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What is a Zig-Zag Diet?

A zig-zag diet offers an unconventional approach to losing weight.
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  • Written By: Malcolm Tatum
  • Edited By: Bronwyn Harris
  • Last Modified Date: 01 October 2014
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Zig-zag diets are a different approach to losing weight that discourages avoiding many foods that conventional diets claim to be out of bounds. Essentially, the zig-zag diet is all about portion control and alternating consumption of different types of foods. The idea behind this rotation or zig-zag in the task of dieting is understood to trick the metabolism into using stored fat for energy while tending to not convert muscle for the daily needs of the body.

The point of a zig-zag diet is to maintain some balance between the need to lose fat by watching the calorie intake and the desire to gain muscle by consuming a wide range of foods that may in fact contain a lot of calories. Most diets are geared toward losing fat, but consider losing muscle as one of the necessary casualties of the process. Zig-zag diets claim there is no need to lose muscle while also losing fat, provided that a process of calorie shifting is employed.

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Calorie shifting simply means moving away from traditional ways of eating and redefining the entire process. The zig zag diet requires dispensing with the traditional three meals a day, and eating up to seven smaller meals in the same time frame. Part of the reason for this element of the zig-zag diet is to make it possible to satisfy the body’s desire for fat and maintain a stable level of carbohydrates. This will mean the blood sugar level is less likely to fluctuate and the desire to binge is avoided.

Depending on what the individual plans on doing over the next two to three hours, the meal may be heavier in carbohydrates, with fats to come along later in the day. Eating to respond to short term needs allows the body to use what it needs before it can be stored as fat. The zig-zag diet also makes it possible for the body to slowly make use of stored fat, while converting much less muscle mass than with traditional diets.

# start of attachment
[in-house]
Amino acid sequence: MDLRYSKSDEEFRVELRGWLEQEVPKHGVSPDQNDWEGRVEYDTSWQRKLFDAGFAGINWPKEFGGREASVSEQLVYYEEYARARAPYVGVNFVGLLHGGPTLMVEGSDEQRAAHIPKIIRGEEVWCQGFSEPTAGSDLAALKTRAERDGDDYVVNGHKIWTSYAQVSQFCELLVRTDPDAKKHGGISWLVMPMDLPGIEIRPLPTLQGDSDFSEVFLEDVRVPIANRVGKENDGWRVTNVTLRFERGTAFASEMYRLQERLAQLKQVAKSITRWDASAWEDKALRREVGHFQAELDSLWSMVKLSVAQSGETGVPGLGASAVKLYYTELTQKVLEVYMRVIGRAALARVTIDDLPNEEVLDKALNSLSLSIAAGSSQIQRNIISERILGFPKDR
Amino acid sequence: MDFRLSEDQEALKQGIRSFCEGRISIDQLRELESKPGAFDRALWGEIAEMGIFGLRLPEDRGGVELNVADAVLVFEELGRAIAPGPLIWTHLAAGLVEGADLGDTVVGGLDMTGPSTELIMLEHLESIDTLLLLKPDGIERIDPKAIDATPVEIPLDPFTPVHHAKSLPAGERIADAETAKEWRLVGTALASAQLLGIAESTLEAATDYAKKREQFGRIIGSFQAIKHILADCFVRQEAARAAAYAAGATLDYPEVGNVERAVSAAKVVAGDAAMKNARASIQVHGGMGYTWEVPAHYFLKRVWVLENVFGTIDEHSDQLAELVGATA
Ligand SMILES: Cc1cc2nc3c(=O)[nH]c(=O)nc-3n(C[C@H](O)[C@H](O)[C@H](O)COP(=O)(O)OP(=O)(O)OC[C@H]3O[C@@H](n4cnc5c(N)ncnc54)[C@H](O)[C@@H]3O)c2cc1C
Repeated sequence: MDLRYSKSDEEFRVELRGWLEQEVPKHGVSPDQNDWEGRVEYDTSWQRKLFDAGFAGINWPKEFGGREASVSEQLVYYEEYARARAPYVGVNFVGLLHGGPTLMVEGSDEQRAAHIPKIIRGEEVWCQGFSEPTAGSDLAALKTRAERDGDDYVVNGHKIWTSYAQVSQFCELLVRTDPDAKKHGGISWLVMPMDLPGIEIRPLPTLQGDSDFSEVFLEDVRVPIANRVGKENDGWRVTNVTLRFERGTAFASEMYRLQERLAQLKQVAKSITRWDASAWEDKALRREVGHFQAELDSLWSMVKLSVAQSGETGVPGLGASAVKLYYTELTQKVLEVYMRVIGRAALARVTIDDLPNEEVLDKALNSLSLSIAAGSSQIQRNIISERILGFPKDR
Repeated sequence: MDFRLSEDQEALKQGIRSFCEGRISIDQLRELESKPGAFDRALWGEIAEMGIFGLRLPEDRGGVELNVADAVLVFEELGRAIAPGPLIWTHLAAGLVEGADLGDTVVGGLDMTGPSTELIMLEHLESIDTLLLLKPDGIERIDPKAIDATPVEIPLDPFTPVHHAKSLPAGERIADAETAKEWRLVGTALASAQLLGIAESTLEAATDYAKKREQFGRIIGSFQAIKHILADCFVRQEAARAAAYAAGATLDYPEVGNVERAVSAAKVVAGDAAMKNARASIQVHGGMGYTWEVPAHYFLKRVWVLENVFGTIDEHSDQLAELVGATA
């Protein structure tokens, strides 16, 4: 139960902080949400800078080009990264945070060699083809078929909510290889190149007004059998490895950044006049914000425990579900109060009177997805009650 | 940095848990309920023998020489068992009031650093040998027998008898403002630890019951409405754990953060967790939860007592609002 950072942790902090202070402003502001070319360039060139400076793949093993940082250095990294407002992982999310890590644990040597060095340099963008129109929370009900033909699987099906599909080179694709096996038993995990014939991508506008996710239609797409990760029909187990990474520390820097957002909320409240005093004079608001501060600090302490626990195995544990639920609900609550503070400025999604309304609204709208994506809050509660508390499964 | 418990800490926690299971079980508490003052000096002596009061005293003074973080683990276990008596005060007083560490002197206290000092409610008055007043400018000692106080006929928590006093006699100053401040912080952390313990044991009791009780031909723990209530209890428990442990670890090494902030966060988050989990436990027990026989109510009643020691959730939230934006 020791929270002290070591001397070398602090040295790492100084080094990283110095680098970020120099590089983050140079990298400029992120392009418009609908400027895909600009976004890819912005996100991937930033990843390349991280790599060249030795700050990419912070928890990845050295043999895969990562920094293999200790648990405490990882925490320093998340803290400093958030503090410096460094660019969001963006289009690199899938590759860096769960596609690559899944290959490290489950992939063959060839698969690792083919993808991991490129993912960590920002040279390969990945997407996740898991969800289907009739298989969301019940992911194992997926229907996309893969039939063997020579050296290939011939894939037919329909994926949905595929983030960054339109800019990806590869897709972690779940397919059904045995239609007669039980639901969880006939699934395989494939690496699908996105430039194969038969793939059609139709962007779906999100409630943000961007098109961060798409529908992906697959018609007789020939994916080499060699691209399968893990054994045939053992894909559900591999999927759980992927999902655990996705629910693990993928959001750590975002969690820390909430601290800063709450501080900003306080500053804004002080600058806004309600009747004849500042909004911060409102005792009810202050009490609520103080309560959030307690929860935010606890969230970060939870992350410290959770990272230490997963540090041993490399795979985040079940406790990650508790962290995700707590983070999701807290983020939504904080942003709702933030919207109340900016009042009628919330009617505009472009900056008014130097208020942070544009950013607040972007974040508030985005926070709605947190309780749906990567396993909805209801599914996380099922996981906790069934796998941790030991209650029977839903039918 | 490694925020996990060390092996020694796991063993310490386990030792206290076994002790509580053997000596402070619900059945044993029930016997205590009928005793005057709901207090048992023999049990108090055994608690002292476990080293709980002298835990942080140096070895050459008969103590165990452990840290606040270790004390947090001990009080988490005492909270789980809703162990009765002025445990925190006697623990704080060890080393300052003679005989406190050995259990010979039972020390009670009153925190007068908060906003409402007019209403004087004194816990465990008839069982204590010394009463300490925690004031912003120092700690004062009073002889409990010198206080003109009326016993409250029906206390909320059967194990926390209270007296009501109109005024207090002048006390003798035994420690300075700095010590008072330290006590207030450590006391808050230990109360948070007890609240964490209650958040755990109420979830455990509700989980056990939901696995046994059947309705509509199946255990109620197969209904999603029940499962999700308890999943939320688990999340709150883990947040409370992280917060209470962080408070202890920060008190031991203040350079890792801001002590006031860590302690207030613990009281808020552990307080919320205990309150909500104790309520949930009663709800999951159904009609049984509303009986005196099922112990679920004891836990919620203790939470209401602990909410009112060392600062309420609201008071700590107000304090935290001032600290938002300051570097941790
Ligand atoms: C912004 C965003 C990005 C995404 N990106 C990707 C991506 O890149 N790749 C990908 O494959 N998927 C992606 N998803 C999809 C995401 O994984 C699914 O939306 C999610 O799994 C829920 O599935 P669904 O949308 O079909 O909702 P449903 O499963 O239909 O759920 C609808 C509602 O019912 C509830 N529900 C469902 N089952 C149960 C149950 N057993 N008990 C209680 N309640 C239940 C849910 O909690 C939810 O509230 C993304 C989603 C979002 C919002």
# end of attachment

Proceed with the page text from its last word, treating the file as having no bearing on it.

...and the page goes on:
As with all types of diet plans, it is a good idea to check with a physician before implementing the zig-zag diet approach. This precaution will make it possible to be aware of any special dietary needs that need to be addressed as part of the diet plan, and help to ensure a good level of general health while pursuing the weight loss goals.

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umbra21
Post 2

Eating lots of small meals can help with your metabolism as well. Eating a few bigger meals isn't quite as good for you, as it makes you feel less active and spikes your energy throughout the day.

The problem with these kinds of diets, I find, is that it is difficult to break social patterns. I like eating out with people, or eating at a regular time with my family. And not eating the same thing seems rude or something. I would have to get over that if I was going to follow a diet like this. I guess eventually people would get used to me doing that, but I hope the fat loss would be worth it.

pleonasm
Post 1

I've never heard of this kind of diet before. I think it would be quite difficult to follow though, for me at least. If I don't have a bit of protein and fat with my carbs I tend to have blood sugar problems. So, I don't like eating just one thing at a time, unless it is something like nuts, which aren't going to set my blood sugar off.

I do like the aim of keeping muscle mass though. Losing muscle to a diet is very counter productive, as active muscle can help to keep your metabolism high.

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